© Ian Dagnall / Alamy
September 29, 2015

One of the best features of Washington, D.C., is its walkability. Not only are many of its major sites and attractions grouped together on the National Mall, but the city is a series of true neighborhoods knitted together, easily traversed by foot. Spending time in just one neighborhood can tell you a lot about the city as a whole. Fortunately, there are plenty of walking tours available to take advantage of all this. Whether they skew historic or cultural, food- or monument-centric, here’s a look at some of the best walking tours the city has to offer.

D.C. By Foot

There’s a walking tour for nearly every subject at D.C. By Foot. Better yet, they’re all free, or pay-what-you-can. The group works with independent, licensed tour guides who offer walking tours across the city featuring themes from major tourist attractions, like the National Mall and Tidal Basin, Arlington Cemetery, and Capitol Hill, or dig a little deeper into the city’s history and culture, with tours that track the Lincoln assassination, the ghosts of Georgetown, the secrets and scandals of the nation’s capital, and the U Street neighborhood’s heydey as the “Black Broadway.” They’ve also got food-centric—mostly specifically focused on dessert—walking tours based in Georgetown and Capitol Hill.

Cultural Tourism D.C.’s Neighborhood Heritage Trails

If you’re more of a self-starter when it comes to touring a new city, consider Cultural Tourism D.C.’s neighborhood heritage trails (free). Since 2001, the organization has been establishing walking trails throughout the city’s many neighborhoods, allowing residents and visitors alike a self-guided, deeper look into the heart of the city, as opposed to the monuments and government buildings downtown. Follow the signs around each neighborhood to learn more about what it was once like to live there and how it has come to be what it is now. Hear about the immigrant experience in Adams Morgan, explore D.C.’s Civil War history at Fort Stevens in Brightwood, or follow the city’s transition from civil war to civil rights on a tour of downtown.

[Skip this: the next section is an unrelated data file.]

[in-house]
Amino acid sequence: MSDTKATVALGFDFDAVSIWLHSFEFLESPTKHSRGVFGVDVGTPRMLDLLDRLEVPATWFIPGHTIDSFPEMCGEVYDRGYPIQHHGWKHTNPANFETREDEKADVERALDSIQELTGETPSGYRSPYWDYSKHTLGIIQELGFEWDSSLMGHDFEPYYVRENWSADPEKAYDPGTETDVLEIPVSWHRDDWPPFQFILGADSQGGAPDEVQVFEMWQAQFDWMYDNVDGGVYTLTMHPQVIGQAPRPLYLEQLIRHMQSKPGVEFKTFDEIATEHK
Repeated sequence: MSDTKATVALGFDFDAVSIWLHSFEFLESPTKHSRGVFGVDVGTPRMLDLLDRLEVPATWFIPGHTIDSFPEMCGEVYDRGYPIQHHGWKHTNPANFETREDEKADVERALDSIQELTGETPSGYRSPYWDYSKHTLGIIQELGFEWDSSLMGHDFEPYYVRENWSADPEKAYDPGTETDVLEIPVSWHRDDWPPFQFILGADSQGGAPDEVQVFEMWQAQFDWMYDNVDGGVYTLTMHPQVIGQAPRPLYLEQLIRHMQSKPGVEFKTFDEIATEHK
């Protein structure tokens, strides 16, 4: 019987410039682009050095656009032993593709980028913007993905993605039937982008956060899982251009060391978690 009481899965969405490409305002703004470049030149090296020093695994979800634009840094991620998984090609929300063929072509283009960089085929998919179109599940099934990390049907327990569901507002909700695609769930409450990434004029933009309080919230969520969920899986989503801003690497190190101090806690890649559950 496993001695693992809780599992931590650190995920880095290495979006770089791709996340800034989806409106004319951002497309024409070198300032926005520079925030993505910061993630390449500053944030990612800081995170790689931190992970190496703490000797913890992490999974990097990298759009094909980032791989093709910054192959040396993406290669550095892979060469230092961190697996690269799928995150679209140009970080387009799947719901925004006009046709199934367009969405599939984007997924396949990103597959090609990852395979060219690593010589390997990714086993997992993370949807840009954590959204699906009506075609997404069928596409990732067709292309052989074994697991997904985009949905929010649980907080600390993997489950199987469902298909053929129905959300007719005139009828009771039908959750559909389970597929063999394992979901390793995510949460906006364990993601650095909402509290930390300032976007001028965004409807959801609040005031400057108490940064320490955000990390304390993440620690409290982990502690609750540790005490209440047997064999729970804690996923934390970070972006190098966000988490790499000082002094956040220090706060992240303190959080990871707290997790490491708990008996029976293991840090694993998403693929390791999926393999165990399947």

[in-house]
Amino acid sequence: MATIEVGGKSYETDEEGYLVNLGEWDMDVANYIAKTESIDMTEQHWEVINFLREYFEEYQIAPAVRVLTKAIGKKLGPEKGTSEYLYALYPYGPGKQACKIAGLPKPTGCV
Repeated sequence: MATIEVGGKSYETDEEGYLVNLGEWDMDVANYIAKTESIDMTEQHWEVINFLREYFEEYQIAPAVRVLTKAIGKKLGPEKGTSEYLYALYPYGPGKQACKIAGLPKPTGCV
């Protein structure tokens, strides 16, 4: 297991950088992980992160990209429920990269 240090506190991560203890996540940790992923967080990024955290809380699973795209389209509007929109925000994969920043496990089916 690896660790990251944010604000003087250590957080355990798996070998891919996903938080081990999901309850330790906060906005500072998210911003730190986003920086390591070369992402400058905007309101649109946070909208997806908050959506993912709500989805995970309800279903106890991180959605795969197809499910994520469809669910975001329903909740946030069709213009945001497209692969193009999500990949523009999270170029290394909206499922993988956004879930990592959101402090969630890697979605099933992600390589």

Before you go on any tours, though, check the Cultural Tourism D.C. website for intel on where to pick up tour pamphlets—there’s even a mobile app for the downtown and greater U Street heritage trails.

National Park Service Ranger Tours

You can hardly find a more knowledgeable tour guide than a National Park Service ranger. Stationed at all the major monuments and memorials downtown, park rangers are available not only to give talks at each of the individual sites, but they also conduct free guided walking tours of the National Mall and Memorial Parks—both during the day and in the evenings.

Rangers customize their own tours, but plan on seeing most of the major memorials. During cherry blossom season, there are extra tours available of the memorials and the Tidal Basin. Check the National Park Service website for dates and times, as they can vary seasonally.

D.C. Metro Food Tours

For those who prefer the classic technique of learning about a city’s culture by eating all of its food, D.C. Metro Food Tours (from $52) is a solid place to start for a guided tour of Washington’s restaurant scene. These tours are on foot, too, to help you work off the calories you’ll be consuming at the four or five restaurants you’ll be stopping at for small bites along the way.

Itineraries are primarily divded by neighborhood, including Georgetown, Capitol Hill, U Street, Dupont Circle, and Adams Morgan. There’s also a tour that focuses on all the excellent Ethiopian food that Washington boasts, as well as a tour of the culinary offerings at Eastern Market. Restaurants included in each can vary (and be hit or miss) but do give a unique perspective on the city’s heritage through its culinary traditions.

Washington Walks

You don’t need any reservations to get on a tour with Washington Walks ($20). This company has been leading tours of the city since 1999, exploring the architecture and high society of Embassy Row, the fashion and Kennedy-related history of Georgetown, and the haunted history of Lafayette Park, just across from the White House.

Washington Walks also offers special tours during cherry blossom season, a selection of routes to tour the memorials by moonlight, and weekend morning tours through a rotation of neighborhoods including Bloomingdale, Foggy Bottom, and Woodley Park and the National Cathedral. All tours last about two hours; check the website for details about where to meet your tour or to sign up in advance if you prefer.

Amy McKeever is on the D.C. beat for Travel + Leisure. You can follow her on Twitter and Instagram.

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